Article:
Unusual back door lock.

The back door lock has always been a bit of a puzzle.
In a UPVC door. One full turn and the door is locked but the handle is still floppy. Another full turn and the handle firms up. Another half turn or so before it seems to finish locking.
I don't think I have ever encountered a lock with so many turns between locked and unlocked. I would normally expect all this to happen within 3/4 to 1 1/4 turns.
The lock is now refusing to unlock from the second turn to the first turn without a lot of juggling, cursing, swearing etc. so I am about to take it out and try and get a replacement. Lubrication via the key this morning made it worse instead of better. If locked on the first turn only it seems fine but if you overshoot then it is a lot of hassle. Not good if you want to get out in a hurry!
There is also a stranger little black box on the door which looks like some kind of burgalar alarm. It has 'Semco' as a name on the little lock (we don't have a key) an on/off sliding switch and something that looks like a stereo jack socket. The oblong box also has a spy hole (as it is mounted high and near the door jamb and there is a step down as well I can't see how you would ever see anything useful).
Google finds a Semco alarm which is battery operated (although not like ours) so I am hoping that it is not connected in any way to the door lock!
Wierd to have this on the back door but not the front, although the back door may be older than the front door. Possibly a legacy of owner -2.
The runes of doom keem coming up with "Specialist lock integrated in door. New door please." I am trying to ignore them and will sacrifice a virgin for an alternative reading (although sourcing one may be a problem around here).
Cheers
Dave R
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On 11/03/2010 09:05, David WE Roberts wrote:

First turn throws the bolt as for a conventional mortice lock.

Second turn (and a bit) throws the mechanism on the multi-point bolts. You should see this happening if you lock the door whilst it's open.

There are loads of different manufacturers of UPVC door locks. Each has his own variation on mechanism.

Something is broken or very worn either inside the main lock case or between the main lock case and the satellite mechanisms.
so I am about to

OK
Sounds like a coincidence.

New door only if you get to the point where you can't open the door at all and you trash the door getting it open!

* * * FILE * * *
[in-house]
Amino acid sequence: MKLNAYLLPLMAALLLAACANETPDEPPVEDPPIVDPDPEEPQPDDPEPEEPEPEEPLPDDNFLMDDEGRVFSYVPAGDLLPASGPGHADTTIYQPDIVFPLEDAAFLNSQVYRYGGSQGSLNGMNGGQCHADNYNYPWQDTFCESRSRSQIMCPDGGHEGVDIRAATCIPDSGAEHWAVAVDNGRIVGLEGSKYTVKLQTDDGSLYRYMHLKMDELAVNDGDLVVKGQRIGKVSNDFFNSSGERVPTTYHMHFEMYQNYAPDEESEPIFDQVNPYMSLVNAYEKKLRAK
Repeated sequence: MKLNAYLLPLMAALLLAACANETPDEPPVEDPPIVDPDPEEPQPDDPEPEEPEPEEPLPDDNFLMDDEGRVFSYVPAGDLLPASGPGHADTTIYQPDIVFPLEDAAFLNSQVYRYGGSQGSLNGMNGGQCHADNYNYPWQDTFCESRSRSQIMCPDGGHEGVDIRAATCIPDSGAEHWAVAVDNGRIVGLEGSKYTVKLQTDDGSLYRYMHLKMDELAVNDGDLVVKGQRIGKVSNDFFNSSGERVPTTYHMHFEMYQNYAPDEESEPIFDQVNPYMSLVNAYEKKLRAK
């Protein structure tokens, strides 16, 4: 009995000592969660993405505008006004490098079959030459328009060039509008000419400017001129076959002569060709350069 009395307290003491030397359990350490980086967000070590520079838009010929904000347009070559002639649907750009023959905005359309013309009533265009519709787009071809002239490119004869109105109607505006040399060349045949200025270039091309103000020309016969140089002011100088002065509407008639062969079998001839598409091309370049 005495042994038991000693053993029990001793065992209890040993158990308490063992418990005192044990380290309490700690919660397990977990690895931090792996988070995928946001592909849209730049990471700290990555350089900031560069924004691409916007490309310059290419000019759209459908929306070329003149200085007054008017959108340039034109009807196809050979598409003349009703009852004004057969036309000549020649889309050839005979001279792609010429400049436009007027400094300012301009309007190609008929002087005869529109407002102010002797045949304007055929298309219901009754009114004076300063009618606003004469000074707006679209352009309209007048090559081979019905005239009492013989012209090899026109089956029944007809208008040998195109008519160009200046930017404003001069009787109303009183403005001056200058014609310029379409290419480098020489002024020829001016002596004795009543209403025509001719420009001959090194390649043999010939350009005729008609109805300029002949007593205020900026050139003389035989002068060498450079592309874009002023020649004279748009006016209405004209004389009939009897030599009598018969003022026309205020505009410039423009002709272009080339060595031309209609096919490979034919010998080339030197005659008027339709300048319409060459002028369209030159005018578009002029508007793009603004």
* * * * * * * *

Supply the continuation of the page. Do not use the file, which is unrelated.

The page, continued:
www.dgsupplyline.co.uk
HTH
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The lock mechanism is Yale. The door is Everest. There isn't the usual surface plate with lugs that you see on most modern doors - there is a concealed bolt which engages top and bottom when you raise the handle. Turn the key one turn and the lock goes out but the handle isn't immobilised. Turn the key a second time and the handle is immobilised. There is then another part turn and the lock goes out a bit further for no apparent reason.
I have replaced the Yale barrel (undo one screw and the whole thing pulls out of the side of the door) with an after market replacement. The barrel just has a short bar which rotates inside the lock meachanism and works arcane magic (or not). The new barrel went in and seemed to work O.K. Closed the door, locked it, and now it won't unlock. So there is something in the main mechanism which is jamming up.
I have no idea if the main lock mechanism can be extracted and repaired/replaced (assuming I can open the door again).
Runes of Doom are looking suspiciously accurate.
http://forums.moneysavingexpert.com/showthread.html?t "3683 from 2006 makes depressing reading - allegedly Everest wanted 150 just for a new handle mechanism.
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<snip>
Use of judicious force (on the principle that if it was screwed anyway then a broken key wasn't going to add much) got it open again.
Another strip down and oil and WD40 into everything I could access and the lock seemed to work O.K. with the door open, although it could be induced to jam sometimes by applying lateral pressure to the tounge(?)/bolt of the lock when fully extended.
Put it all back together and the door wouldn't lock.
Checked the alignment and the lock was right at the bottom of the striker plate - presumably a minor re-alignment when lubricating was now preventing the bolt shooting. Lost of jiggling and juggling couldn't get it to lock.
So I filed out the striker plate to make more room for the bolt and now it seems to lock and unlock O.K. (so far)
Looking at the alignment (or not) of various components and screw holes (including the fact that there was a spacing washer at the bottom of the plate covering the lock mechanism but not at the top to get it to align with the door) I concluded that the installation had always been marginal and probably pressure on the bolt had gradually worn the internals until they started to jam.
I am now hoping that the mechanism will last until we redo the back of the house in a year or so at which point the back door will be filled in.
Another day gone without major progress on the shed but I didn't fancy having a back door that I couldn't unlock.
Cheers
Dave R
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On 11/03/2010 15:34, David WE Roberts wrote:

Actually, it sounds as though the front edge of the door has dropped (which is why you needed to file the strike plate) and put the top/bottom locking out of alignment as well.
It sounds as though you have done all the right things. You should be aware that the top and bottom strike plates are also adjustable and further, you can screw the top and bottom bars/rods in and out to adjust their effective length.
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